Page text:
What Can Polls Tell Us in 2024?

John Lapinski, Robert A. Fox Leadership Professor of Political Science and director of the Robert A. Fox Leadership Program and the Penn Program on Opinion Research and Election Studies, talks polling in this Presidential election year.

Spring/Summer 2024
Polling Illustration

If there is one thing Americans can count on during any Presidential election year, it’s the constant commentary about polls. But how has polling changed in the digital age? How accurately can polls predict election outcomes? What purpose do they serve?

Omnia put these questions to John Lapinski, Robert A. Fox Leadership Professor of Political Science and director of the Robert A. Fox Leadership Program and the Penn Program on Opinion Research and Election Studies (PORES). Lapinski also directs the Elections Unit at NBC News, where he is responsible for projecting races for the network and producing election-related stories through exit polls. 

Why do polling?

There has been a lot of discussion within network news and other media outlets about whether we should continue to run polls and in the same way we’ve been doing it. There have been misses with polling recently, primarily in election polls. Is it critically important that people have a sense of who may or may not win an election before election night? I don’t think so, but it is important, given that we live in an electoral democracy, that we have some way of measuring public opinion; otherwise, the people elected to represent us won’t know what we want. Polls are the best way to convey that information. For a healthy functioning democracy, public opinion is important, and the best way to measure public opinion is through polls. 

How has polling changed in the past few decades?

It’s tremendously different. At NBC, it used to be that a large percentage of people we called wanted to take our polls. That’s not true now. So, the question is, is the small percentage of people who answer representative of the population we’re interested in studying? Are we able to statistically weight the data? A lot of public opinion researchers have been astonished that as response rates have plummeted, our polls still seem okay, so that’s a puzzle. Polls have lots of problems, but we’ve had success with them, too.

How do pollsters reach people?

The gold standard used to be that we’d use agreed-upon sampling techniques and then do a telephone poll on landlines and cell phones. We’ve seen big differences in response rates when using online methods versus telephone. There are differences in subgroups within a population, and it’s very pronounced with younger people.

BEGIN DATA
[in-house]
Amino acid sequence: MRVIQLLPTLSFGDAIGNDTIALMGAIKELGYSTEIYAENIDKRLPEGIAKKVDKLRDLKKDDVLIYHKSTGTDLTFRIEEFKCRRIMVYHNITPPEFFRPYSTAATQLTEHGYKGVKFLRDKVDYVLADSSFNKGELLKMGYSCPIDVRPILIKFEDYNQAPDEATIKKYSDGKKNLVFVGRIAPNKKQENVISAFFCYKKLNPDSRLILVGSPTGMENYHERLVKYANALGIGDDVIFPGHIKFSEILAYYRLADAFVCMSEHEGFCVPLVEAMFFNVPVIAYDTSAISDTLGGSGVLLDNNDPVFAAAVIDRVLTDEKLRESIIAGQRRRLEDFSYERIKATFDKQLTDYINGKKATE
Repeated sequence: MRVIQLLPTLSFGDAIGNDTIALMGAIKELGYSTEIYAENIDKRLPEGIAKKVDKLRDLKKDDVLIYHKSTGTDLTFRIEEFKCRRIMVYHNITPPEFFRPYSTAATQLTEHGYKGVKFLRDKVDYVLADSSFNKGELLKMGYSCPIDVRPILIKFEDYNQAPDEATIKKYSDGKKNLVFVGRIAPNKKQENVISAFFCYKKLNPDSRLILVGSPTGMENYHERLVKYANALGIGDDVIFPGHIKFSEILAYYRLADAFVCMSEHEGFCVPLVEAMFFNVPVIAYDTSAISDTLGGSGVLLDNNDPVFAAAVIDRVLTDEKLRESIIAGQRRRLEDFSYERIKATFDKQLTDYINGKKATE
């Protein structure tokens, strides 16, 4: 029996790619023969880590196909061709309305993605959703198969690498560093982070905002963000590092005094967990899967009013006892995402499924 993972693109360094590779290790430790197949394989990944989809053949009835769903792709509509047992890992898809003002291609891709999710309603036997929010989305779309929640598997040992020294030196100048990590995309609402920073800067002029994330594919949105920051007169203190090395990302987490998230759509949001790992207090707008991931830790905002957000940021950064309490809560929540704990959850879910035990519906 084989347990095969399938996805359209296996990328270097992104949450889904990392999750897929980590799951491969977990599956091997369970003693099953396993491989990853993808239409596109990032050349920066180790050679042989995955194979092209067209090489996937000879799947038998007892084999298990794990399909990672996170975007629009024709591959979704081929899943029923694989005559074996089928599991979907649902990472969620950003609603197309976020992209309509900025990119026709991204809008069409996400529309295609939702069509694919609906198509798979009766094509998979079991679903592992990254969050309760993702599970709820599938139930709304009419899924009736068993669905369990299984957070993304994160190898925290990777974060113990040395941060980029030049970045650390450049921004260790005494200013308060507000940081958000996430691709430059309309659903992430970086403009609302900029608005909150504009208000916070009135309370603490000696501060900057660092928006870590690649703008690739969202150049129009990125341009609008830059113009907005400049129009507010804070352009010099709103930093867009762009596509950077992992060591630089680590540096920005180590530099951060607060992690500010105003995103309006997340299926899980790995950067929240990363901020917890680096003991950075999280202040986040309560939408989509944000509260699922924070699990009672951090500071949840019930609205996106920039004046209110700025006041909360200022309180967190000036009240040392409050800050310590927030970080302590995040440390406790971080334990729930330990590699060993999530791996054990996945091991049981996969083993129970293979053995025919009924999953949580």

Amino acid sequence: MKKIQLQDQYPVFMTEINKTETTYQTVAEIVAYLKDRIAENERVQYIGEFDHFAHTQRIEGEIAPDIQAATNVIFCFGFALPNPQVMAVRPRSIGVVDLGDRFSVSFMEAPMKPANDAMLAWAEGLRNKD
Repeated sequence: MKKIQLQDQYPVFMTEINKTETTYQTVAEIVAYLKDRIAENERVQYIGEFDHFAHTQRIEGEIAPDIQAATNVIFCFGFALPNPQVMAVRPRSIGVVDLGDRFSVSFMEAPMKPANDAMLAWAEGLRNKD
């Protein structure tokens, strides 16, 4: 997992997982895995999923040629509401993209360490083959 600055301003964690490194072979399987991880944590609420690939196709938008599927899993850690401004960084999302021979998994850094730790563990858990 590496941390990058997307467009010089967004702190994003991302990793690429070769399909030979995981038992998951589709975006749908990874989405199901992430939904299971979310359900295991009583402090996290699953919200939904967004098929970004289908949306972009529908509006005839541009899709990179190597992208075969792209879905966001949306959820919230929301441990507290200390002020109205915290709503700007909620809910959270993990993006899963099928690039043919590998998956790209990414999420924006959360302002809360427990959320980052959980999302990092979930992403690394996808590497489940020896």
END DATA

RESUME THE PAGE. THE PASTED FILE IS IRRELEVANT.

We’re doing a huge experiment right now at PORES, running five different surveys, including telephone interviews with both landline and cellphone interviews, a text survey, and two different online methods. We’ll be asking exactly the same questions at the same time. Then we will pull them all together and try to assess whether different respondents answer different survey modes or if the content of respondent answers differ based on mode. You need a multi-method approach to reach a representative group of people today, and then you have to figure out ways to essentially put the people back together into one survey.

What is a poll aggregator?

Aggregators take publicly available polls and average them. RealClearPolitics is an example. Proponents of aggregators say that, given the variability among different polls, an average will yield a more accurate picture. But critics say that aggregators, by including polls of dubious origins, can manipulate the results. 

Does polling affect turnout?

In general, polls can’t predict turnout. People say that Biden voters this year are not enthusiastic, and, given that recent elections have been decided by so few voters, that could be pivotal. But polls can’t predict what people will actually do on Election Day. People make assumptions about what the electorate will look like and then bake them into their poll results—it is important to remember that. Sometimes those assumptions are right and sometimes they are wrong, but they are always important to the poll’s results. 

You’ve said you think some recent polls have been wrong. How do you know?

Let’s take the February 2024 New York Times/Siena poll that had Trump up five points over Biden. We use a statistical technique called multi-level regression with poststratification, or MRP. It’s a methodology that allows us to take a national poll, break down the results, and come up with state-by-state estimates. Using that technique, Trump leading by five would mean that he would win well over 300 Electoral College votes, probably more than 320 or 330, but that’s completely implausible. We’ve already seen that polls were off in the primaries. We can go state by state and see where polls predicted Trump winning by quite a bit more than he actually did.

One of the beautiful aspects of election polls is that you can determine whether they’re accurate or not because elections happen. Here’s what the poll said, here’s what the results said. Of course, there are data in these polls that certainly are correct—and to me, they are telling us that people aren’t satisfied with their choices on either side.

Any predictions?

This will be a super-close election. I am confident I will be working 100-plus hours at NBC News during election week to project who will be the next president of the United States. And I don’t know who that person is yet.